Scott Avery recognised for leadership in disability
PhD student Scott Avery has been named a finalist in the 2018 Australian National Awards for Disability Leadership for his research and published report Culture Is Inclusion: A narrative of Aboriginal and Torres Strait Islander Disability, released in July this year. The nomination is for the 'Inclusion' award category.
The report is the outcome of a research project that promotes the voices of Aboriginal and Torres Strait Islander people with disability within research and policy. Led by the First Peoples Disability Network it creates a ‘narrative’ of Aboriginal and Torres Strait Islander people with disability by combining their personal testimony gathered through interviews with statistical data sourced from Australian Bureau of Statistics.
The project commenced with a firmly set community-directed approach to disability research, inclusive of all people who wished to participate and subject only to their self-identification as a member of the First Peoples disability community. The research is discrimination and trauma-informed, acknowledging the unique sensitivities of conducting research that includes people who are both Aboriginal and/or Torres Strait Islander and have disability.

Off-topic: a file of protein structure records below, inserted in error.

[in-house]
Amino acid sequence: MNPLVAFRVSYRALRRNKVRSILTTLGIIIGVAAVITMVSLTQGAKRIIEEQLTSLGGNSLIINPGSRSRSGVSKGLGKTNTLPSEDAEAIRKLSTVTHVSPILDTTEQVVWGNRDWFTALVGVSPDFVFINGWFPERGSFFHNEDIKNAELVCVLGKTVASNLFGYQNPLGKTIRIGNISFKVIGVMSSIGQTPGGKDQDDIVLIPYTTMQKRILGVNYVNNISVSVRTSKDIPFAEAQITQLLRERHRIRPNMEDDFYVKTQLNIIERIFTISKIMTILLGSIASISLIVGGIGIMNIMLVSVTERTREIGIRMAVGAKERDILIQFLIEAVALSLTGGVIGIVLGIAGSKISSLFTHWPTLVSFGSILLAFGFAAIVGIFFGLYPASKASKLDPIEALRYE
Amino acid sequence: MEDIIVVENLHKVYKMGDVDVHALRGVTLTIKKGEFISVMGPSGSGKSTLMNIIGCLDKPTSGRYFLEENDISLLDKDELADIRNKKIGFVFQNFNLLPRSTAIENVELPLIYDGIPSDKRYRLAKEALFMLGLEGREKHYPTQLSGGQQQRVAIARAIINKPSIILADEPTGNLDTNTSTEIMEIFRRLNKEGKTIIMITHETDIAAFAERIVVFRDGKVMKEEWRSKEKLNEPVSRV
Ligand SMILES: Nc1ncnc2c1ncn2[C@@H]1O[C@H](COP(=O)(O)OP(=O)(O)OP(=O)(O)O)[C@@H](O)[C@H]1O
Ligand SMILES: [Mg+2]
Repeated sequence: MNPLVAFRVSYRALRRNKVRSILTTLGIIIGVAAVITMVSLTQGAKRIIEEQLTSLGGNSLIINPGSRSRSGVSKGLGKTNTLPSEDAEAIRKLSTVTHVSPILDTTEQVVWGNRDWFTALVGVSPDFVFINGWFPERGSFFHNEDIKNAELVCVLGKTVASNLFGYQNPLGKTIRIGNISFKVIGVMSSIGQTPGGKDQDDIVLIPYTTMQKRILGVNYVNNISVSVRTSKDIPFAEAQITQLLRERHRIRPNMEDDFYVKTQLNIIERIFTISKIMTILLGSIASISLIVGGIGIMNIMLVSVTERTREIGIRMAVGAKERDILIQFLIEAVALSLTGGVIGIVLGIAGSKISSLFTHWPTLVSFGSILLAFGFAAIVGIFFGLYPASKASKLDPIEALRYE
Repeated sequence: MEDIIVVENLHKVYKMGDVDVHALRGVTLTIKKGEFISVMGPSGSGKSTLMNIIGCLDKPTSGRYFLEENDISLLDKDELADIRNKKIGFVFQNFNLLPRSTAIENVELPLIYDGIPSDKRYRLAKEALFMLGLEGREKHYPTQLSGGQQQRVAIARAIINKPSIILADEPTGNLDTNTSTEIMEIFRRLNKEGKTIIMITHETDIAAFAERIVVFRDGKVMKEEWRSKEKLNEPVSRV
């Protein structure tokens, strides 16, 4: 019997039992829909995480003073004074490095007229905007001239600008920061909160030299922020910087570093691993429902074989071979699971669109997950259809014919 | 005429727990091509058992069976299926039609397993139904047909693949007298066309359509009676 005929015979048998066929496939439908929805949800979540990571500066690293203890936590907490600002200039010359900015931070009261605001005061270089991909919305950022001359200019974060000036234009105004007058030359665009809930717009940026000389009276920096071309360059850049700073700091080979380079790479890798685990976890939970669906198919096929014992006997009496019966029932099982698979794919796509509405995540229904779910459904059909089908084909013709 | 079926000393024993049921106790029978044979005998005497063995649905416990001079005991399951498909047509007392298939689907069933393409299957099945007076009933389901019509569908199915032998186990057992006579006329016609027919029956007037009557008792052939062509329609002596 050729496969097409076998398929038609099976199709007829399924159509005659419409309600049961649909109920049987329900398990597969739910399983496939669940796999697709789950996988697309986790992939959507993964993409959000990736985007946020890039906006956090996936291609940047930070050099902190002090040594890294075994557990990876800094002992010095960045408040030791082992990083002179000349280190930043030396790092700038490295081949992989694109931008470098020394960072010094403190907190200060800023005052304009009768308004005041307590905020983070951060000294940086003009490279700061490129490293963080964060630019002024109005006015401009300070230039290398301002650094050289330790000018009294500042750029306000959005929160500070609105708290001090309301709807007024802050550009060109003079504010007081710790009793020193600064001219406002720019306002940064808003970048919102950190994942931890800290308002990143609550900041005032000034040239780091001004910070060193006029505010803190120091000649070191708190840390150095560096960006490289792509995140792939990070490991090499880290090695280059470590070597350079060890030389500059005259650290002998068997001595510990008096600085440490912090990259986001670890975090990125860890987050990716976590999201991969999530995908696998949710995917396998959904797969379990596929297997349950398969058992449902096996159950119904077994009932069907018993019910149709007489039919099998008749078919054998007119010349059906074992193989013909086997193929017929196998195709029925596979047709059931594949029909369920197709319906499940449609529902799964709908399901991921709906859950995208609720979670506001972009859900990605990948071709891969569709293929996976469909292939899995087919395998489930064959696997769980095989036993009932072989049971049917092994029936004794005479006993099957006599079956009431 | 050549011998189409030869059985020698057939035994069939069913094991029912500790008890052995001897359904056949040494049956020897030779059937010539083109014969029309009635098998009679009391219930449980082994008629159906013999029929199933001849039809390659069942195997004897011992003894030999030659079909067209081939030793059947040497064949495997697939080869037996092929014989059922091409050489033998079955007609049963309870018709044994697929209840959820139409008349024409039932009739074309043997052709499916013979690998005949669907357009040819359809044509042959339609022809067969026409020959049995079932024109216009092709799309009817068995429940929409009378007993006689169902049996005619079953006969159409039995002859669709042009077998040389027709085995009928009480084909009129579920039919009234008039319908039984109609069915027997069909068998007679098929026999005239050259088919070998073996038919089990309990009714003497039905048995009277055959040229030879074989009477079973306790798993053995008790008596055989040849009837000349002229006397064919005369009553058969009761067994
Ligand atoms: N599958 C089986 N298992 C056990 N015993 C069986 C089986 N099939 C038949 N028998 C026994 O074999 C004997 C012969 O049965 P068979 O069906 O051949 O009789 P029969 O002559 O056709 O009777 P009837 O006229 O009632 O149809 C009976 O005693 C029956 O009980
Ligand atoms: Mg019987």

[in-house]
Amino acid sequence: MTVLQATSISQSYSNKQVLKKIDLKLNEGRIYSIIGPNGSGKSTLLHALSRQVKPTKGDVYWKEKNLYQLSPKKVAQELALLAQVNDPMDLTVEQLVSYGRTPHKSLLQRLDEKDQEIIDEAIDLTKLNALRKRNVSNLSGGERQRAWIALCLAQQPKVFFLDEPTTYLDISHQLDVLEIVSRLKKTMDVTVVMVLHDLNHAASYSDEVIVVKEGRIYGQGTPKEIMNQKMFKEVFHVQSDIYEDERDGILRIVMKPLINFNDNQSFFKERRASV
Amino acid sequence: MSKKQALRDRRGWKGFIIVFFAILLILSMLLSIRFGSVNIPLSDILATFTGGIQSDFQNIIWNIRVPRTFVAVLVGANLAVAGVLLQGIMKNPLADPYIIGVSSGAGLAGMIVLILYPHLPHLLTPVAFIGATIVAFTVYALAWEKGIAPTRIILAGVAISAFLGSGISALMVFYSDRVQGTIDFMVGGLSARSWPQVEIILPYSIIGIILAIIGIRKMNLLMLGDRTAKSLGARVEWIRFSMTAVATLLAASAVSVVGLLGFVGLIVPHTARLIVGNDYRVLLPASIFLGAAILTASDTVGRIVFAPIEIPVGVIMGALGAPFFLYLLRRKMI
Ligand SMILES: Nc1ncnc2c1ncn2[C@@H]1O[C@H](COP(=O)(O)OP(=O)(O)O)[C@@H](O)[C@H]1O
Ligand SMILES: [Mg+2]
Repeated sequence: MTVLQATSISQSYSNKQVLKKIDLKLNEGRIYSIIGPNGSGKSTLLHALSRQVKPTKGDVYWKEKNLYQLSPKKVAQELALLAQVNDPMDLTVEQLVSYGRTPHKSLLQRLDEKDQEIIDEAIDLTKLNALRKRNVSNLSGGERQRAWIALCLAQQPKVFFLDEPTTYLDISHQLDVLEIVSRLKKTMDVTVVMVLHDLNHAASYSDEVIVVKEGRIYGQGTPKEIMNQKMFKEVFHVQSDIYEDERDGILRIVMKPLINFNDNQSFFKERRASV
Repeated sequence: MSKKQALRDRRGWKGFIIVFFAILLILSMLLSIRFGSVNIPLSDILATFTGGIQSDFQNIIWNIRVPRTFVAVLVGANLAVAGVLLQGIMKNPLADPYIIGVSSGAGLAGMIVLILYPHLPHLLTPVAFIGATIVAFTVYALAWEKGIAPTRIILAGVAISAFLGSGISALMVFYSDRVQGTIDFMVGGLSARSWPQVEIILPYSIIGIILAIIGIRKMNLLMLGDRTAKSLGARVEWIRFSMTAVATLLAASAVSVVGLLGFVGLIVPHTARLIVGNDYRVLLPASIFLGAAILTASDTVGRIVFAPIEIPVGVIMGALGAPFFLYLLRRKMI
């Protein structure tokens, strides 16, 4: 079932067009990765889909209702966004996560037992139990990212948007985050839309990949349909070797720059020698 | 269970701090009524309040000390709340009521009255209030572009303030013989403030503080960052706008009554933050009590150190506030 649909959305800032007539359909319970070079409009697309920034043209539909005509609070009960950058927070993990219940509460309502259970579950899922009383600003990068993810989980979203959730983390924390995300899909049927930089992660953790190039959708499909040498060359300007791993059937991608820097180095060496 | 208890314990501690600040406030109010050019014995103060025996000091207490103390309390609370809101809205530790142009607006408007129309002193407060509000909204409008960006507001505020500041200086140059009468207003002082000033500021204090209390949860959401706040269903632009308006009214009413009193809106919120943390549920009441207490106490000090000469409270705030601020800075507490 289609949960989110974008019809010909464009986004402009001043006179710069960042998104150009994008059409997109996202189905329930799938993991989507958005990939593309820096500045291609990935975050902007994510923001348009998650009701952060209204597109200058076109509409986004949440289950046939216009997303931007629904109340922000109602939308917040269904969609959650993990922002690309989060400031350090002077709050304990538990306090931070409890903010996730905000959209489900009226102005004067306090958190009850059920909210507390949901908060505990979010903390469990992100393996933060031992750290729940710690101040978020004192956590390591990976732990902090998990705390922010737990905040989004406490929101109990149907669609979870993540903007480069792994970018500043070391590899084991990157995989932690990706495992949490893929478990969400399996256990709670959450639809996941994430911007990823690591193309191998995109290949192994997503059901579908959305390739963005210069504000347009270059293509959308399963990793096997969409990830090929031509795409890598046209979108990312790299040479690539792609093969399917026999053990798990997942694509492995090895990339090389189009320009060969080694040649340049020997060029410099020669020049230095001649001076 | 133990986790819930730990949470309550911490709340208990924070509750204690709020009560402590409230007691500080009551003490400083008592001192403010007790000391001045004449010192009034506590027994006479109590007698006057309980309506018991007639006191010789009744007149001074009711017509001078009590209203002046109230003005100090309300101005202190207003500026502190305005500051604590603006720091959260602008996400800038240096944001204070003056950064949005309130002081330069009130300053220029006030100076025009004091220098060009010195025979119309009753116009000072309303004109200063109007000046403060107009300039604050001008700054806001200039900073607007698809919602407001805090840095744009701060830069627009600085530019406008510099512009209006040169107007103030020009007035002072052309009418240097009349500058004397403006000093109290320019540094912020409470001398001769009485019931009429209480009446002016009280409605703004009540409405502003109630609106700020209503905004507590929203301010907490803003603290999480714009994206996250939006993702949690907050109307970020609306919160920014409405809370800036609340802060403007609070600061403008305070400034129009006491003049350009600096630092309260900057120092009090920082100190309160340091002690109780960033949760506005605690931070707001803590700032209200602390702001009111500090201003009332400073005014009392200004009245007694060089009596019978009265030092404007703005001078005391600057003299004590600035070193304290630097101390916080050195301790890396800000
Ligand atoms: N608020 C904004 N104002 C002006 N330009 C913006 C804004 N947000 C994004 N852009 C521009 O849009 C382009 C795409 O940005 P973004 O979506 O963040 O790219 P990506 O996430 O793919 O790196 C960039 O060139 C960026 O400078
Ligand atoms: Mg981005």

“I think a lot of people hold assumptions about what people with disability can and can’t do, and we would like this research to debunk a lot of those myths,” said Avery.
The research is not just tackling the systemic barriers, but a lot of the attitudes that people might hold, both for Aboriginal people and people with disability.
The National Awards for Disability Leadership recognise outstanding achievements by individuals, or disabled people’s organisations, who have significantly contributed to advancing the status of disabled people. The Awards reflect what is important to disabled people and the ways that we are effecting change and pursuing equality for our community.
Scott Avery is FPDN’s Research and Policy Director and a community researcher and a PhD candidate under the Centre for Health Services Management, Faculty of Health. He is leading the ‘Living Our Ways’ research program which has conducted research in urban and remote regions of NSW, Central Northern Territory, and with Deaf and hearing impaired Aboriginal people. His research is supervised by Professor Joanne Travaglia and Dr Deborah Debono.